What is the set theory synonymous with this order-set theory?

Let $$T$$ be a theory written in Mono-sorted first order logic with equality, with extralogical primitives: $$<, \in$$.

Define: $$x \leq y \iff x < y \lor x=y$$

Axioms:

• $$\textbf{Well ordering: }\\\textit{Transitive:} \ x < y \land y < z \to x < z \\ \textit{Connective:} \ x \neq y \leftrightarrow (x < y \lor y < x) \\ \textit{Well founded:} \ \exists n \in x \to \exists n \in x \forall m \in x (n \leq m)$$

• $$\textbf{Finiteness: }\exists n \in x \to \exists n \in x \forall m \in x (m \leq n)$$

• $$\textbf{Sets: } \forall n \exists! x \forall m (m \in x \leftrightarrow m \leq n \land \phi)$$, if $$x$$ is not free in formula $$\phi$$.

• $$\textbf{Closure: } x \in y \to x < y$$

• $$\textbf{Emergence: }\max ( x \setminus y) < \max (y \setminus x) \to x < y$$

Where, $$\max x$$ is the maximal element of $$x$$ with respect to relation $$<$$; and $$x \setminus y = \{m \in x \mid m \not \in y\}$$.

Theory $$T$$ is an example of an interwoven theme of order and set theory. It is synonymous with $$\sf PA$$. [see here]

If we remove Finiteness, and add the existence of a limit number, that is:

• $$\textbf{Infinity: } \exists l \neq \emptyset: \forall x < l \exists y: x < y < l$$

, call the resultant theory $$T - {\sf Fin + I}"$$.

What would be the set theory that is synonymous to $$T - {\sf Fin + I}$$?

My guess is that it would be $$\sf Z + Ranks$$ plus adding a bijection $$j$$ to the language of $$\sf Z$$ from sets to von Neumann ordinals in a manner such that sets are assigned higher ordinals than their elements. The Ranks axiom is $$(\forall \alpha \exists V_\alpha)$$ where $$V_\alpha = \{x \in j^{-1}(\beta) \mid \beta < \alpha \}$$. So, the theory would prove Global Choice, Transitive closures, Ranks, etc...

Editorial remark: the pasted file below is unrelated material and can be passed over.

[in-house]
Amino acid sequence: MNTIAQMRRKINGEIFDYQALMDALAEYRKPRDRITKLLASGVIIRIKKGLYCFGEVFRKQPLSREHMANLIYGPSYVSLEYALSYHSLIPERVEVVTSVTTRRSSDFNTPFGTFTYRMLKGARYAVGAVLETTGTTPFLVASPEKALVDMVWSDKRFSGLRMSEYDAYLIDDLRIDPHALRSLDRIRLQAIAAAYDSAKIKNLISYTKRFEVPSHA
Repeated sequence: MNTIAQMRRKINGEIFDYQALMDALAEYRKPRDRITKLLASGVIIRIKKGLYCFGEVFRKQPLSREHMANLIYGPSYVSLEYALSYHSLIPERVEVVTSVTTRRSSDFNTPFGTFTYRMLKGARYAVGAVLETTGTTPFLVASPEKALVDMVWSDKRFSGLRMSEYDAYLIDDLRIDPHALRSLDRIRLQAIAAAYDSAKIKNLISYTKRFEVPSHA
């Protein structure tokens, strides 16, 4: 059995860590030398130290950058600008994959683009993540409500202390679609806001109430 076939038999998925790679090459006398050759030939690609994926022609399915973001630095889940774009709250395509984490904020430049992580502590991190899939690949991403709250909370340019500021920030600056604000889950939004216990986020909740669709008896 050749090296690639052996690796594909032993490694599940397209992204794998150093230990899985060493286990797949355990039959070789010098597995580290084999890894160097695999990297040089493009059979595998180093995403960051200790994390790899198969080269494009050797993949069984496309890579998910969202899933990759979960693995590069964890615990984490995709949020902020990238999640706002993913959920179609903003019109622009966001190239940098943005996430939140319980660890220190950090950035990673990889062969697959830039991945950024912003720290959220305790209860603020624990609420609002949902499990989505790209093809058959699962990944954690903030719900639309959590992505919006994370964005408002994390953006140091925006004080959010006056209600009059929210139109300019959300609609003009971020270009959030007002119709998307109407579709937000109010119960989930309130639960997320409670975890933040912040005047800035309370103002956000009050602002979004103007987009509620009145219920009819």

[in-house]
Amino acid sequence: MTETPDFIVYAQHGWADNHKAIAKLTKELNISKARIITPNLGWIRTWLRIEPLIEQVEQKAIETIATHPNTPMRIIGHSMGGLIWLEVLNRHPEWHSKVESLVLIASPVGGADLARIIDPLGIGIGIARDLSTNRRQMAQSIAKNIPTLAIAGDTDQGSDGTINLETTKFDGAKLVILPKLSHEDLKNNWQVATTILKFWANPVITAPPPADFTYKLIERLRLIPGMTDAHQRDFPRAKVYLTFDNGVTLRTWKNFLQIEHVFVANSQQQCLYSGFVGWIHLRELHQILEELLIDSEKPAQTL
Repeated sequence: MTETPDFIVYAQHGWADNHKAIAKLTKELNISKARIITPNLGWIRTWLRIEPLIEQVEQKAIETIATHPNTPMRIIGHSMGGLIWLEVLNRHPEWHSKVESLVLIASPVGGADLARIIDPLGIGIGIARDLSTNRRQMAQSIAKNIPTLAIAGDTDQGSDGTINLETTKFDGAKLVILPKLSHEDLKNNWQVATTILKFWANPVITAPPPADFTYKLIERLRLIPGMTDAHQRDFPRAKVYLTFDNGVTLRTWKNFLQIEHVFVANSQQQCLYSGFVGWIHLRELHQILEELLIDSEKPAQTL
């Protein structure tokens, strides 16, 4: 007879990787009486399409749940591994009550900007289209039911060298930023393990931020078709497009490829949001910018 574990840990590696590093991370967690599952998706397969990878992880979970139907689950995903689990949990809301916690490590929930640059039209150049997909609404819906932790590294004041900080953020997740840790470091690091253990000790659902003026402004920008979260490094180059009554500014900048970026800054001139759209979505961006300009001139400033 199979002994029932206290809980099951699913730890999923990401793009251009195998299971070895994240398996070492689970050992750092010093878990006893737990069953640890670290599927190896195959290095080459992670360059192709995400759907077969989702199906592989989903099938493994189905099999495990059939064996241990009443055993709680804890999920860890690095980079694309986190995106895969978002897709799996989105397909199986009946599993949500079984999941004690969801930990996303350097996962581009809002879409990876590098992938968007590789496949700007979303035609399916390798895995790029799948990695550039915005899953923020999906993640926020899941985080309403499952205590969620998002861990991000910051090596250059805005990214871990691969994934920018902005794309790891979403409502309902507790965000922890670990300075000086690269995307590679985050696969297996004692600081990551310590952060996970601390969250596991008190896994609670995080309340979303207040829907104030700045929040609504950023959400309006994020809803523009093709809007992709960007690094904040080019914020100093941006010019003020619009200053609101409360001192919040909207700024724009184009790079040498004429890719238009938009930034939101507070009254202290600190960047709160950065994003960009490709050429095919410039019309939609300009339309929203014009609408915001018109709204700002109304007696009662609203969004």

[EDIT:] The above theory had been proved inconsistent as shown in the accepted answer. A possible salvage along the original intentions is to restrict axiom of Emergence to apply to natural numbers (i.e. objects prior to the first infinite number). We call $$T$$ with this restriction as $$T^r$$. We add the following axiom:

• $$\textbf {Respective: } \forall n \in x (m > n) \land m \in y \to x < y$$.

So, the question is re-stated in connection with theory $$T^r - {\sf Fin + I + Respective}$$.

• How is $\max x$ defined in the axiom of Emergence in the resulting theory? Without Finiteness it is entirely possible that a set exists with no maximum element, and I think Infinity implies one definitely exists. Jan 10 at 3:41
• @pastebee, "$\max x < \max y$" is defined as: $\exists a \exists b \, (a=\max x \land b= \max y \land a < b)$ Jan 10 at 5:47

We can define $$0$$ and $$S(n)$$ as in my previous answer - $$0$$ is the smallest number, $$S(n)$$ is the smallest number greater than $$n$$. My proof that these exist did not use Finiteness.
Define $$n$$ to be a natural number if, for any set $$x$$, if $$0 \in x$$, and for all $$k \in x$$, $$S(k) \in x$$, then $$n \in x$$. For a limit number $$l$$, all natural numbers are less than $$l$$: $$0$$ is clearly less than $$l$$, and for any $$n < l$$, there exists $$y$$ such that $$n < y < l$$, and therefore $$S(n) \leq y < l$$. So the set of natural numbers exists, and I will write it as $$\mathbb{N}$$.
If $$n, m$$ are natural numbers and $$n < m$$, then $$\mathbb{N} \setminus \{m\} < \mathbb{N} \setminus \{n\}$$, by Emergence: $$(\mathbb{N}\setminus\{m\})\setminus(\mathbb{N}\setminus\{n\}) = \{n\}$$, and similarly $$(\mathbb{N}\setminus\{n\})\setminus(\mathbb{N}\setminus\{m\}) = \{m\}$$, and $$\max\{n\} < \max\{m\}$$.
For all $$n \in \mathbb{N}$$, $$\mathbb{N} \setminus \{n\} \leq \mathbb{N} \setminus \{0\}$$, so the set $$\{\mathbb{N} \setminus \{n\} : n \in \mathbb{N}\}$$ exists. For any element $$\mathbb{N} \setminus \{n\}$$ of this set, $$\mathbb{N} \setminus \{S(n)\}$$ is a smaller element, so this set has no minimum. This contradicts well-foundedness, so $$T - {\sf Fin + I}$$ is inconsistent.